If Gorman becomes an Associate member of the NIAA, are students who want to play sports really going to attend BGHS where the games don’t mean anything since they play independent schedules and have no postseason? Even if the NIAA separates the playoffs into private and public school championships, the private school state championship is virtually meaningless as the same three schools will be competing.
If the second scenario happens, you will see student-athletes leaving private schools in droves, not just Bishop Gorman but Faith Lutheran and Bishop Manogue as well. These schools will take a big hit financially, which means less money will be available for academics. Teachers will be laid off. Classes could grow in size. The nearly 500 Gorman students who participate in school activities outside of athletics might not have those activities anymore. It won’t be pretty.
Because as much as Gorman haters want to argue BGHS is a school for athletes, it’s much more than that if you believe the claims on the Bishop Gorman Web site. “As a college preparatory school, Bishop Gorman has a 100 percent graduation rate and a 96 percent college bound rate. The class of 2011 included one National Merit Scholar, five National Merit Scholarship Finalists and six National Merit Scholar Commended Students, as well as two Carroll Scholarship winners, five Armed Forces scholarships and 18 athletic scholarships.”
I honestly can’t wrap my head around a 100 percent graduation rate, but at least these athletes are getting high school diplomas, which they might not have in a different environment.
I’m just not sure if competitive balance in sports is worth possible repercussions in the classroom at any school. I’m not a proponent of private school education by any means. Students can get a great education anywhere there are passionate teachers willing to do what it takes to inspire kids who are open to being inspired. But I don’t like the idea of diminishing schools in sports or academics in order to avoid standing out from the crowd. I’d rather see the status quo raised due to schools trying to compete with the best.
Now, I understand Bishop Gorman has access to many resources that public schools in Nevada don’t, which allows Gorman to bring in some special athletes. If Gorman is willing to put money where its mouth is and build an immaculate campus to attract students, giving students what the administration believes is the best high school experience possible, it’s the school’s right.
It doesn’t mean public schools should start giving up every time they see the Blue and Orange.
Would the “Milan Miracle” (watch the movie Hoosiers) have happened if the 161-student school was afraid to take on an Indiana state power like Muncie Central — 10 times the size of Milan — in the state championship game? And before you say Milan didn’t face the talent that Gorman puts on the court, Milan beat Indianapolis Crispus Attucks and future Hall of Famer Oscar Robertson in the state quarterfinals that year. I’m pretty sure Gorman stud Shabazz Muhammad will never be on the level of the “Big O.”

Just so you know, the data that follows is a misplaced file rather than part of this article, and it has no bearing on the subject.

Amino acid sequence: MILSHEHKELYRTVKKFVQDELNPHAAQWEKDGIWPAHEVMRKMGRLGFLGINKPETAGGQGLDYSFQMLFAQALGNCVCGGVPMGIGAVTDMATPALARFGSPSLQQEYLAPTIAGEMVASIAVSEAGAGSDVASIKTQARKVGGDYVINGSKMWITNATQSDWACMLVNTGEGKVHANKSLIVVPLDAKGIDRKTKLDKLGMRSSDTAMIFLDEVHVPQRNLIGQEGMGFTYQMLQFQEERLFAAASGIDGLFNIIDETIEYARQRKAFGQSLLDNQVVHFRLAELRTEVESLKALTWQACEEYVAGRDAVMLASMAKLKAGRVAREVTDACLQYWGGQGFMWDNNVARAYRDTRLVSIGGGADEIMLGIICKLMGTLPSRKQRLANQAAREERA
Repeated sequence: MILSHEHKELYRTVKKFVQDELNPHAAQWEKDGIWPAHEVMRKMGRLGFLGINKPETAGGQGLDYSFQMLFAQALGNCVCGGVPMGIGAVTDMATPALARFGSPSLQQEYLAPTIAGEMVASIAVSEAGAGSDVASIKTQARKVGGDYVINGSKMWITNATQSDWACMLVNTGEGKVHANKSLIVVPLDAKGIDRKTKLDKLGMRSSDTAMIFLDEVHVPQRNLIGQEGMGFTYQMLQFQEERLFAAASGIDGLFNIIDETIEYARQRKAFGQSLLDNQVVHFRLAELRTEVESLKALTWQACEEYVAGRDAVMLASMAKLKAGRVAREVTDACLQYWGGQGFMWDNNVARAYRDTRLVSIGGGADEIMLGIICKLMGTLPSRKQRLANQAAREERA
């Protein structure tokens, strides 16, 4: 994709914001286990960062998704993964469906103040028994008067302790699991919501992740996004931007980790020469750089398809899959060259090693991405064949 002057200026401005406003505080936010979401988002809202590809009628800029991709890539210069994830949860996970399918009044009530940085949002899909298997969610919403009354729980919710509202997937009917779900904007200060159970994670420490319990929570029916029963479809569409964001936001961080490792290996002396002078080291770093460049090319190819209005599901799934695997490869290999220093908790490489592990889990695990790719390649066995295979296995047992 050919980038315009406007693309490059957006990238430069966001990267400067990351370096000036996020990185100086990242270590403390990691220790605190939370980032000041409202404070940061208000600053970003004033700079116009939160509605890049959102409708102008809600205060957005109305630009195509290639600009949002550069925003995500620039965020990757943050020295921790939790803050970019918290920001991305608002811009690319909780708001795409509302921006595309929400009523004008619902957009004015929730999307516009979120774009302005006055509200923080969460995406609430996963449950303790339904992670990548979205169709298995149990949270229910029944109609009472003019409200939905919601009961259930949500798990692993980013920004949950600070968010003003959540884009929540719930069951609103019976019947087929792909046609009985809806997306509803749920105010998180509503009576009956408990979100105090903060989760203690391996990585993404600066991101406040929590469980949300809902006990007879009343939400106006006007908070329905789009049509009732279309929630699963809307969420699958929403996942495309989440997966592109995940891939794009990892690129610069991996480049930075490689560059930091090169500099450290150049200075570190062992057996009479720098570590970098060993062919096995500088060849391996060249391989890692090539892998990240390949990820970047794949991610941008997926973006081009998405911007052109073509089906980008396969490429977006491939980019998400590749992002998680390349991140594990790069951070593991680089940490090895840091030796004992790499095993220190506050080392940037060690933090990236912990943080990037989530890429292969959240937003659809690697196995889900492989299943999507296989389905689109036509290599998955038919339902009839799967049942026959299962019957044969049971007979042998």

If there are schools who are afraid to play Gorman in football based on safety concerns for their student-athletes, by all means forfeit. Just know it will be pretty difficult for the Gaels to play a full football schedule without taking on Nevada schools since other nationally-ranked programs around the country who compete in leagues have their own schedules to follow.
But if there’s as much hatred toward Gorman as it seems, shouldn’t schools want to compete against their bitter rivals? Maybe things have changed since I was in high school, but I always wanted to upset the teams everyone put on a pedestal.
With the creation of a Division 1-A class that combines current 3A schools with historically poor-performing Southern 4A schools, there should be a few less slaughters at the hands of the Gorman powerhouses next year. Six of the 13 schools in the new Division 1-A class dropped down from the Sunset Region in which Gorman competes.
Other Las Vegas schools could refuse to play Gorman. If they expect to lose anyway, what’s the harm in forfeiting those games? The problem is you’re just teaching your student-athletes if someone gets too good, you can take your ball and go home rather than rising to the challenge.
To be the best, you have to beat the best. Right now, Gorman is the best at many things. I also know the majority of local athletes are competitors and I’d like to think they would at least want the opportunity to be the David to slay the Goliath.
Even if a 40-point loss is the outcome, there’s no shame in being the second best team in the state and competing against nationally-ranked foes. It might also be the only time these athletes will be on the same field or court as future professional or Olympic athletes. At least that’s something to tell the grandkids.
Aaron Retherford is a Sparks Tribune prep sports reporter. He can be reached via email at: firstname.lastname@example.org